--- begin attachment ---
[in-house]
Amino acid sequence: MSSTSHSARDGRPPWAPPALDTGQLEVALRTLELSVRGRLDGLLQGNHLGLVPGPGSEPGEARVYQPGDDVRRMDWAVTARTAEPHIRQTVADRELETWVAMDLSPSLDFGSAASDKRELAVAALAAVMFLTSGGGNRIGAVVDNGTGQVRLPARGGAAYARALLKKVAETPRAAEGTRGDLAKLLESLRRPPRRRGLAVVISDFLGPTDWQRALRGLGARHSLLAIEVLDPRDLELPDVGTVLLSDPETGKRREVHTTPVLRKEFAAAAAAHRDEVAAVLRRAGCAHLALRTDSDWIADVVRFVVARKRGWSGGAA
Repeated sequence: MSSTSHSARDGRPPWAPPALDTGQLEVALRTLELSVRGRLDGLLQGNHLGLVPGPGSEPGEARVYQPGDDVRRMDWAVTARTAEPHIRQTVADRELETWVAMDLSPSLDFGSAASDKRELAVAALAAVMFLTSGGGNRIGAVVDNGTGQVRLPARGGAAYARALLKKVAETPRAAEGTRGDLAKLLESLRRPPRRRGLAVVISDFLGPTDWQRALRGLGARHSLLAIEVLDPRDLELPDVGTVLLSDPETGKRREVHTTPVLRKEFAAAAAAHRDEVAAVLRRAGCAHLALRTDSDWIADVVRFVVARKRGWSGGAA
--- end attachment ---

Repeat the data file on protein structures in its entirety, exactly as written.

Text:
[in-house]
Amino acid sequence: MSSTSHSARDGRPPWAPPALDTGQLEVALRTLELSVRGRLDGLLQGNHLGLVPGPGSEPGEARVYQPGDDVRRMDWAVTARTAEPHIRQTVADRELETWVAMDLSPSLDFGSAASDKRELAVAALAAVMFLTSGGGNRIGAVVDNGTGQVRLPARGGAAYARALLKKVAETPRAAEGTRGDLAKLLESLRRPPRRRGLAVVISDFLGPTDWQRALRGLGARHSLLAIEVLDPRDLELPDVGTVLLSDPETGKRREVHTTPVLRKEFAAAAAAHRDEVAAVLRRAGCAHLALRTDSDWIADVVRFVVARKRGWSGGAA
Repeated sequence: MSSTSHSARDGRPPWAPPALDTGQLEVALRTLELSVRGRLDGLLQGNHLGLVPGPGSEPGEARVYQPGDDVRRMDWAVTARTAEPHIRQTVADRELETWVAMDLSPSLDFGSAASDKRELAVAALAAVMFLTSGGGNRIGAVVDNGTGQVRLPARGGAAYARALLKKVAETPRAAEGTRGDLAKLLESLRRPPRRRGLAVVISDFLGPTDWQRALRGLGARHSLLAIEVLDPRDLELPDVGTVLLSDPETGKRREVHTTPVLRKEFAAAAAAHRDEVAAVLRRAGCAHLALRTDSDWIADVVRFVVARKRGWSGGAA